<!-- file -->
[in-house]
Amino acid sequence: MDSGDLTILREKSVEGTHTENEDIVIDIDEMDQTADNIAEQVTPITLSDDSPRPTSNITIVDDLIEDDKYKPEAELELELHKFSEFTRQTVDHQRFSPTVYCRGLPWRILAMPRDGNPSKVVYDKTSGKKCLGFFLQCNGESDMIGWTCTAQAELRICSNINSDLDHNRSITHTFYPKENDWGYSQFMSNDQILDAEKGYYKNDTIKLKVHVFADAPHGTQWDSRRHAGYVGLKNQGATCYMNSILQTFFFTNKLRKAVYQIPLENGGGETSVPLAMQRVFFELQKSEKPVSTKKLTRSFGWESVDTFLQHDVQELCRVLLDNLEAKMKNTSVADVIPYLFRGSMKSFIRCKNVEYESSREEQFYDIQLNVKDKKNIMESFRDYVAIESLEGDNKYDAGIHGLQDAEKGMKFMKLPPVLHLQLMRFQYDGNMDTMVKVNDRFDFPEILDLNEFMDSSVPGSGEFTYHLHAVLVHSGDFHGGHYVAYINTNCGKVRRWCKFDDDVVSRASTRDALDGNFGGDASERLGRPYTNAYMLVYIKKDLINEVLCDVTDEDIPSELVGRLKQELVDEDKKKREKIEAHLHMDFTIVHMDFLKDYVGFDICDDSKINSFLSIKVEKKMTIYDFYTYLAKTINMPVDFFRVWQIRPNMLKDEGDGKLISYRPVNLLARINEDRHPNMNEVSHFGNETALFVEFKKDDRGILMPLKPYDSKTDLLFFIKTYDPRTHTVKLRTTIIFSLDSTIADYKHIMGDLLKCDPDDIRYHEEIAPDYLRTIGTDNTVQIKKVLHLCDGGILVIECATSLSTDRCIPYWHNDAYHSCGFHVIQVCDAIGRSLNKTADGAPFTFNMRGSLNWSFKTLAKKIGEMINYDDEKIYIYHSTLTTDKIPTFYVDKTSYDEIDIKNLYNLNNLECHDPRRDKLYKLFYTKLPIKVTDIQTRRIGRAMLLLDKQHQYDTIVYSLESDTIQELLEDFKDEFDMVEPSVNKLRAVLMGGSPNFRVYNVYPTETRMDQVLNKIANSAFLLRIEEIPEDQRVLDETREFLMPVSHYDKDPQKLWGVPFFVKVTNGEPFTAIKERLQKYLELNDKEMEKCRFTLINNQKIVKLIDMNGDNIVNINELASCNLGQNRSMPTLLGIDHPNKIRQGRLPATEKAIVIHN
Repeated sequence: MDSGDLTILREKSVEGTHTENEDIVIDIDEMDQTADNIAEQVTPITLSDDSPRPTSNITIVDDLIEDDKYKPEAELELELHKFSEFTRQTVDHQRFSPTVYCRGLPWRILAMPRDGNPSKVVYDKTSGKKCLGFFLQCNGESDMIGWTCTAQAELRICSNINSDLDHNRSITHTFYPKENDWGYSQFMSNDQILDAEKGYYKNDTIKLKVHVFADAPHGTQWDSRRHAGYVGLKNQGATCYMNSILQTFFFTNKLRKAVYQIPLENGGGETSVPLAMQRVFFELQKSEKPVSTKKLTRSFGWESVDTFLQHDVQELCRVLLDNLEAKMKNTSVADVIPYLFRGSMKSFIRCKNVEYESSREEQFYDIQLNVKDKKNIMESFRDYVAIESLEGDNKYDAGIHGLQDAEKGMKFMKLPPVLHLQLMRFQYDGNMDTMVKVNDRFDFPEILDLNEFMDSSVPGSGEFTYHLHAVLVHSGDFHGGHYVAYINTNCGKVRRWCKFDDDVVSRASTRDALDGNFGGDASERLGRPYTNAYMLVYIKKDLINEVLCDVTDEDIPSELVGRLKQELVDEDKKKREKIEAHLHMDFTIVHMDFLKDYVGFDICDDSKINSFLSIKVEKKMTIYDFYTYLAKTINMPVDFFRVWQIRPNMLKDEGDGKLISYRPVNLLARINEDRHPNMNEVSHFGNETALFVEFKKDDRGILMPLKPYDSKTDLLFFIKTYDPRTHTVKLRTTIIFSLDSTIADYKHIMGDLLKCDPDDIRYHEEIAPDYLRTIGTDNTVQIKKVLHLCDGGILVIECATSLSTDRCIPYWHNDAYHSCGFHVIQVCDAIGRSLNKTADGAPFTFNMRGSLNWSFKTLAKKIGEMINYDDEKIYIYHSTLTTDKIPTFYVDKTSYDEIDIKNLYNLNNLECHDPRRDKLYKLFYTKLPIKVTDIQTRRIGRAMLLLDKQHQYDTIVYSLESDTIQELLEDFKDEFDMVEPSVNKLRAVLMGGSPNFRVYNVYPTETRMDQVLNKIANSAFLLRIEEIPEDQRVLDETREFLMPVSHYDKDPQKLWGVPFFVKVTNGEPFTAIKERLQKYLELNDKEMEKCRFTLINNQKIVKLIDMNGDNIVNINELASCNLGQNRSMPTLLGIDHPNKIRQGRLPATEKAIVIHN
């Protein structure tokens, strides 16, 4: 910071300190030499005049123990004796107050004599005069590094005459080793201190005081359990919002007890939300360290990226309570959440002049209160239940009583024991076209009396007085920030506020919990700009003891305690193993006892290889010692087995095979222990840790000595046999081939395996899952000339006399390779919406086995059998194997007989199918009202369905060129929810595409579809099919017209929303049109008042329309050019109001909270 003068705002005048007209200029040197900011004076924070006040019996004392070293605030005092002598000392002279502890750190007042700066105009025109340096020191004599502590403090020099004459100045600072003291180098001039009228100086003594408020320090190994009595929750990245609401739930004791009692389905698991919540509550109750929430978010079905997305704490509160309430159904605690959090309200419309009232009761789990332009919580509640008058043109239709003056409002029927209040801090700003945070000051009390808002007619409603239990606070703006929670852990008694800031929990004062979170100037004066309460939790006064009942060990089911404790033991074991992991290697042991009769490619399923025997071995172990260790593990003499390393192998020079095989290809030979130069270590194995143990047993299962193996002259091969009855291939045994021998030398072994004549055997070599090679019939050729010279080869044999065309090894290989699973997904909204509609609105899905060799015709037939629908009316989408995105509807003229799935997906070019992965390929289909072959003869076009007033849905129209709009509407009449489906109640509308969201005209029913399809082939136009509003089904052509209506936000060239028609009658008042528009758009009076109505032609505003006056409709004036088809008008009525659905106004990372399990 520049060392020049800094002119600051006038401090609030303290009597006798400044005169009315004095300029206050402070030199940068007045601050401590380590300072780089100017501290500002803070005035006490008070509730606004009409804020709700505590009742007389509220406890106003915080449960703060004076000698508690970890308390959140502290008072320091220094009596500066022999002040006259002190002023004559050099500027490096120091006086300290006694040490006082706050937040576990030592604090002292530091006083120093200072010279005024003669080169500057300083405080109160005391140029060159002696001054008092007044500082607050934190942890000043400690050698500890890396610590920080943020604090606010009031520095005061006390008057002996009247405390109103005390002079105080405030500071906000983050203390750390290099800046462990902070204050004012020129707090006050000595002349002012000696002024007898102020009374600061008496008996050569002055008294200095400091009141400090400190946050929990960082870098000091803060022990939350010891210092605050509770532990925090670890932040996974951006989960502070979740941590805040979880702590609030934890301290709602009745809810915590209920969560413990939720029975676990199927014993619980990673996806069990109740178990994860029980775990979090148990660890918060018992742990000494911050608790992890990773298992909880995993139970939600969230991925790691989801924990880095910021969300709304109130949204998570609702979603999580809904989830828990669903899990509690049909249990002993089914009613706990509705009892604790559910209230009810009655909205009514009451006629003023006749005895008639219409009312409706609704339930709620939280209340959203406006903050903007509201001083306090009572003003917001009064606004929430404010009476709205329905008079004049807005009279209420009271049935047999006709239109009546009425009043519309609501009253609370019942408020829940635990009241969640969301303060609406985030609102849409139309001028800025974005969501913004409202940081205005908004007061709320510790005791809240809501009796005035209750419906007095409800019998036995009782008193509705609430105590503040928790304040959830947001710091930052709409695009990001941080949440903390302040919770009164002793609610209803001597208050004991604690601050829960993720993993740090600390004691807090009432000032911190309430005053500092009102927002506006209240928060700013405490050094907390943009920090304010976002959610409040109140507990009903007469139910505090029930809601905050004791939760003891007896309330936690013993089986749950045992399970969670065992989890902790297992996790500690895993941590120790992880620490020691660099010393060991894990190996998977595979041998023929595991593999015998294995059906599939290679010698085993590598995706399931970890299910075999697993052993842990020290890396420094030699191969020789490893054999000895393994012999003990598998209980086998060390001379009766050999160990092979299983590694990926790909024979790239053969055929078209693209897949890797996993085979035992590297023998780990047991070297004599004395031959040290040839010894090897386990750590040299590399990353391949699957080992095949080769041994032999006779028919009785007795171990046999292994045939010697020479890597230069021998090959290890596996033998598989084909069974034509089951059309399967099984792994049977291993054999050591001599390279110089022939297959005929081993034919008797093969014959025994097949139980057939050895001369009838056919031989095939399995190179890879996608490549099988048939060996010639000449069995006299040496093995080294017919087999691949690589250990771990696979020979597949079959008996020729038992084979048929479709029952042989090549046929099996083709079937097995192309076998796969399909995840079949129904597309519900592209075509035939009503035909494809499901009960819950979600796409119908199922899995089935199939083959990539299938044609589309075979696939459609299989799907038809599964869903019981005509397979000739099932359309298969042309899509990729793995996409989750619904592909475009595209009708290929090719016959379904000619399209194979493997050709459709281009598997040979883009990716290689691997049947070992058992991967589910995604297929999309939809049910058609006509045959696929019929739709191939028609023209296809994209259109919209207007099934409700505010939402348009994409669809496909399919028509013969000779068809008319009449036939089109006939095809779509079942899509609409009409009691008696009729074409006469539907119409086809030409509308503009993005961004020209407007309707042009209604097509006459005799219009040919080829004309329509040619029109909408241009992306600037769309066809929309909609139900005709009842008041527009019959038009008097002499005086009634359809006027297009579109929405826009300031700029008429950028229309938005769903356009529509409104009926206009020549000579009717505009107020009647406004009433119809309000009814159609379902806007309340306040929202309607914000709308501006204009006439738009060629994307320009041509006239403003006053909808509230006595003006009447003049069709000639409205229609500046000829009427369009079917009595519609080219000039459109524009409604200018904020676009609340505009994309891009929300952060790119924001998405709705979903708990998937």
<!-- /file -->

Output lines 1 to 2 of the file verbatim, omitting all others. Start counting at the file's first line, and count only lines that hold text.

[in-house]
Amino acid sequence: MDSGDLTILREKSVEGTHTENEDIVIDIDEMDQTADNIAEQVTPITLSDDSPRPTSNITIVDDLIEDDKYKPEAELELELHKFSEFTRQTVDHQRFSPTVYCRGLPWRILAMPRDGNPSKVVYDKTSGKKCLGFFLQCNGESDMIGWTCTAQAELRICSNINSDLDHNRSITHTFYPKENDWGYSQFMSNDQILDAEKGYYKNDTIKLKVHVFADAPHGTQWDSRRHAGYVGLKNQGATCYMNSILQTFFFTNKLRKAVYQIPLENGGGETSVPLAMQRVFFELQKSEKPVSTKKLTRSFGWESVDTFLQHDVQELCRVLLDNLEAKMKNTSVADVIPYLFRGSMKSFIRCKNVEYESSREEQFYDIQLNVKDKKNIMESFRDYVAIESLEGDNKYDAGIHGLQDAEKGMKFMKLPPVLHLQLMRFQYDGNMDTMVKVNDRFDFPEILDLNEFMDSSVPGSGEFTYHLHAVLVHSGDFHGGHYVAYINTNCGKVRRWCKFDDDVVSRASTRDALDGNFGGDASERLGRPYTNAYMLVYIKKDLINEVLCDVTDEDIPSELVGRLKQELVDEDKKKREKIEAHLHMDFTIVHMDFLKDYVGFDICDDSKINSFLSIKVEKKMTIYDFYTYLAKTINMPVDFFRVWQIRPNMLKDEGDGKLISYRPVNLLARINEDRHPNMNEVSHFGNETALFVEFKKDDRGILMPLKPYDSKTDLLFFIKTYDPRTHTVKLRTTIIFSLDSTIADYKHIMGDLLKCDPDDIRYHEEIAPDYLRTIGTDNTVQIKKVLHLCDGGILVIECATSLSTDRCIPYWHNDAYHSCGFHVIQVCDAIGRSLNKTADGAPFTFNMRGSLNWSFKTLAKKIGEMINYDDEKIYIYHSTLTTDKIPTFYVDKTSYDEIDIKNLYNLNNLECHDPRRDKLYKLFYTKLPIKVTDIQTRRIGRAMLLLDKQHQYDTIVYSLESDTIQELLEDFKDEFDMVEPSVNKLRAVLMGGSPNFRVYNVYPTETRMDQVLNKIANSAFLLRIEEIPEDQRVLDETREFLMPVSHYDKDPQKLWGVPFFVKVTNGEPFTAIKERLQKYLELNDKEMEKCRFTLINNQKIVKLIDMNGDNIVNINELASCNLGQNRSMPTLLGIDHPNKIRQGRLPATEKAIVIHN